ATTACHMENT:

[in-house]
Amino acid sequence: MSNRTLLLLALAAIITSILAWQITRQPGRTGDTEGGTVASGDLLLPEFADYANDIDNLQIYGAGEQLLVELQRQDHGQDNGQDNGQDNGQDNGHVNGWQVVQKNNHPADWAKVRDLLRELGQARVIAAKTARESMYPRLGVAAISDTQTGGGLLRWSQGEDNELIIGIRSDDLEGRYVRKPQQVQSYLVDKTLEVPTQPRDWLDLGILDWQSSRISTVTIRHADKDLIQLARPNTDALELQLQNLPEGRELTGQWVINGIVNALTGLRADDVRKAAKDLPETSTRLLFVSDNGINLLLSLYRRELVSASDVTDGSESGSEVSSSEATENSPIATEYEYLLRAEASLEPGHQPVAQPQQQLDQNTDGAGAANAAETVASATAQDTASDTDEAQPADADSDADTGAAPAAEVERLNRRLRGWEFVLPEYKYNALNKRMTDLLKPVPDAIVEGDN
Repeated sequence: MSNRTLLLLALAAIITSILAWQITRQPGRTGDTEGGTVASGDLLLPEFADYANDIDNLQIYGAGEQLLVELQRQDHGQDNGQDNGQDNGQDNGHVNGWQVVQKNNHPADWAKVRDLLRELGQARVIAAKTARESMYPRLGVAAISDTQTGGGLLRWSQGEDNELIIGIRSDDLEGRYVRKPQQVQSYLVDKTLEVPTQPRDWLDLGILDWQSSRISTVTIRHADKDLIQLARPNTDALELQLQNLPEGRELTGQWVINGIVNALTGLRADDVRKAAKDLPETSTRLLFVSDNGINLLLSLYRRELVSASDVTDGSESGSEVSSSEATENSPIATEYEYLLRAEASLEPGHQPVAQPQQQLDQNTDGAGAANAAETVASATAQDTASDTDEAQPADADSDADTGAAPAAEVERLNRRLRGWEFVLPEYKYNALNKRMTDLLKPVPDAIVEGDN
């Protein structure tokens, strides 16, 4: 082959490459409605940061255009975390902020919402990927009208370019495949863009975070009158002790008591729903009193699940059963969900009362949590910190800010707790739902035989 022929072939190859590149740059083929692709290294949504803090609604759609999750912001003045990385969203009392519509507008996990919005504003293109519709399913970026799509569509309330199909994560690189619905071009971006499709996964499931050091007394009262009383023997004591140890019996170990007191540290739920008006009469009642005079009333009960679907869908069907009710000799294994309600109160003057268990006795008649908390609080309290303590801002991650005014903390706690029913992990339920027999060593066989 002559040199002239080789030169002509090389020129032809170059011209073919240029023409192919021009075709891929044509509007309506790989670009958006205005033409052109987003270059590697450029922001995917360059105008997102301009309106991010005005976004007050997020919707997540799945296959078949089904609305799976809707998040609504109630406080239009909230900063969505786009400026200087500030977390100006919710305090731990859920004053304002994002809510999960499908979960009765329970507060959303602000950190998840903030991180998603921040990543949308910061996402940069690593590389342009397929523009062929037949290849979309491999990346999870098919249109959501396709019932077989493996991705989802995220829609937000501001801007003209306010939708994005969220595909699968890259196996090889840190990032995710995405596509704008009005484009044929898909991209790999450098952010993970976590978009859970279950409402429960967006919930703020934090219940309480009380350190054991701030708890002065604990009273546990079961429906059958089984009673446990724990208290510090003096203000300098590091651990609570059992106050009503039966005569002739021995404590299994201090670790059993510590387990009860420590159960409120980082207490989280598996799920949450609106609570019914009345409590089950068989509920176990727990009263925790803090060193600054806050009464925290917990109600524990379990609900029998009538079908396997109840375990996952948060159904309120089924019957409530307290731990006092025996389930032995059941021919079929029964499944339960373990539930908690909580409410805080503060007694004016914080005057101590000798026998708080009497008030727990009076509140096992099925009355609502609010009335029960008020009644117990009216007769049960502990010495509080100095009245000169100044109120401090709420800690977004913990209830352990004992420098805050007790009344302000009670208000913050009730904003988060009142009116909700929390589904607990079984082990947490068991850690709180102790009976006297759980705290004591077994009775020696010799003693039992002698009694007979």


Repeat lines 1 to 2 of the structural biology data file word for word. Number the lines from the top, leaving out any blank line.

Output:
[in-house]
Amino acid sequence: MSNRTLLLLALAAIITSILAWQITRQPGRTGDTEGGTVASGDLLLPEFADYANDIDNLQIYGAGEQLLVELQRQDHGQDNGQDNGQDNGQDNGHVNGWQVVQKNNHPADWAKVRDLLRELGQARVIAAKTARESMYPRLGVAAISDTQTGGGLLRWSQGEDNELIIGIRSDDLEGRYVRKPQQVQSYLVDKTLEVPTQPRDWLDLGILDWQSSRISTVTIRHADKDLIQLARPNTDALELQLQNLPEGRELTGQWVINGIVNALTGLRADDVRKAAKDLPETSTRLLFVSDNGINLLLSLYRRELVSASDVTDGSESGSEVSSSEATENSPIATEYEYLLRAEASLEPGHQPVAQPQQQLDQNTDGAGAANAAETVASATAQDTASDTDEAQPADADSDADTGAAPAAEVERLNRRLRGWEFVLPEYKYNALNKRMTDLLKPVPDAIVEGDN